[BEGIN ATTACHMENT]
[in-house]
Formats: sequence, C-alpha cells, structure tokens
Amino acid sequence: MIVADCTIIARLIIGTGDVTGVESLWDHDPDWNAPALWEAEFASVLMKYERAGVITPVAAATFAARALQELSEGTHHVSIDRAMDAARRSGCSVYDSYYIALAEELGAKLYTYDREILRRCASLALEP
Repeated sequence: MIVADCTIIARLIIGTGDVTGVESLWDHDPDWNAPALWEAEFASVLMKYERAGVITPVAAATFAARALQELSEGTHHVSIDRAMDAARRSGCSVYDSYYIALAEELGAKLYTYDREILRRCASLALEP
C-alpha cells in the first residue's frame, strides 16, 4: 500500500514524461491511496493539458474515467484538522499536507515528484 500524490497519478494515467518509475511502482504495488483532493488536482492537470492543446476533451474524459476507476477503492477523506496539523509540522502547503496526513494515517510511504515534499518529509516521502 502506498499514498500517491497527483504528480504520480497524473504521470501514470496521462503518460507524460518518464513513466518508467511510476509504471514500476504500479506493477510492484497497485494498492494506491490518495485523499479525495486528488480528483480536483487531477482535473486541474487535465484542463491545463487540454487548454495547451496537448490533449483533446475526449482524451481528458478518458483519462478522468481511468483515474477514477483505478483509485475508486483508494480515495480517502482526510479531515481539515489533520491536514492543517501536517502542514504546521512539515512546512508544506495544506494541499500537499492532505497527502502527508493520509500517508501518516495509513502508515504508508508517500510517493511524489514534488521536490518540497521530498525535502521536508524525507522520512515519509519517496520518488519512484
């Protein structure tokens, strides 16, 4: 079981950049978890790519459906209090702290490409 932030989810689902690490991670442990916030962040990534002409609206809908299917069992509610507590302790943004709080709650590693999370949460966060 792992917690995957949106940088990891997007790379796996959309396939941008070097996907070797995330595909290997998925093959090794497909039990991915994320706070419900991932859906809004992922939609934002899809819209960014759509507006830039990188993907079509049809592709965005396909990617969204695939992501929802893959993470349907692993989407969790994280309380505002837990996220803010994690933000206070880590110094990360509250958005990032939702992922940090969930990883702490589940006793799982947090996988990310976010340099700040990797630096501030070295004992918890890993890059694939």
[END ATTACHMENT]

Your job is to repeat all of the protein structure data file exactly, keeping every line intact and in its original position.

[in-house]
Formats: sequence, C-alpha cells, structure tokens
Amino acid sequence: MIVADCTIIARLIIGTGDVTGVESLWDHDPDWNAPALWEAEFASVLMKYERAGVITPVAAATFAARALQELSEGTHHVSIDRAMDAARRSGCSVYDSYYIALAEELGAKLYTYDREILRRCASLALEP
Repeated sequence: MIVADCTIIARLIIGTGDVTGVESLWDHDPDWNAPALWEAEFASVLMKYERAGVITPVAAATFAARALQELSEGTHHVSIDRAMDAARRSGCSVYDSYYIALAEELGAKLYTYDREILRRCASLALEP
C-alpha cells in the first residue's frame, strides 16, 4: 500500500514524461491511496493539458474515467484538522499536507515528484 500524490497519478494515467518509475511502482504495488483532493488536482492537470492543446476533451474524459476507476477503492477523506496539523509540522502547503496526513494515517510511504515534499518529509516521502 502506498499514498500517491497527483504528480504520480497524473504521470501514470496521462503518460507524460518518464513513466518508467511510476509504471514500476504500479506493477510492484497497485494498492494506491490518495485523499479525495486528488480528483480536483487531477482535473486541474487535465484542463491545463487540454487548454495547451496537448490533449483533446475526449482524451481528458478518458483519462478522468481511468483515474477514477483505478483509485475508486483508494480515495480517502482526510479531515481539515489533520491536514492543517501536517502542514504546521512539515512546512508544506495544506494541499500537499492532505497527502502527508493520509500517508501518516495509513502508515504508508508517500510517493511524489514534488521536490518540497521530498525535502521536508524525507522520512515519509519517496520518488519512484
């Protein structure tokens, strides 16, 4: 079981950049978890790519459906209090702290490409 932030989810689902690490991670442990916030962040990534002409609206809908299917069992509610507590302790943004709080709650590693999370949460966060 792992917690995957949106940088990891997007790379796996959309396939941008070097996907070797995330595909290997998925093959090794497909039990991915994320706070419900991932859906809004992922939609934002899809819209960014759509507006830039990188993907079509049809592709965005396909990617969204695939992501929802893959993470349907692993989407969790994280309380505002837990996220803010994690933000206070880590110094990360509250958005990032939702992922940090969930990883702490589940006793799982947090996988990310976010340099700040990797630096501030070295004992918890890993890059694939």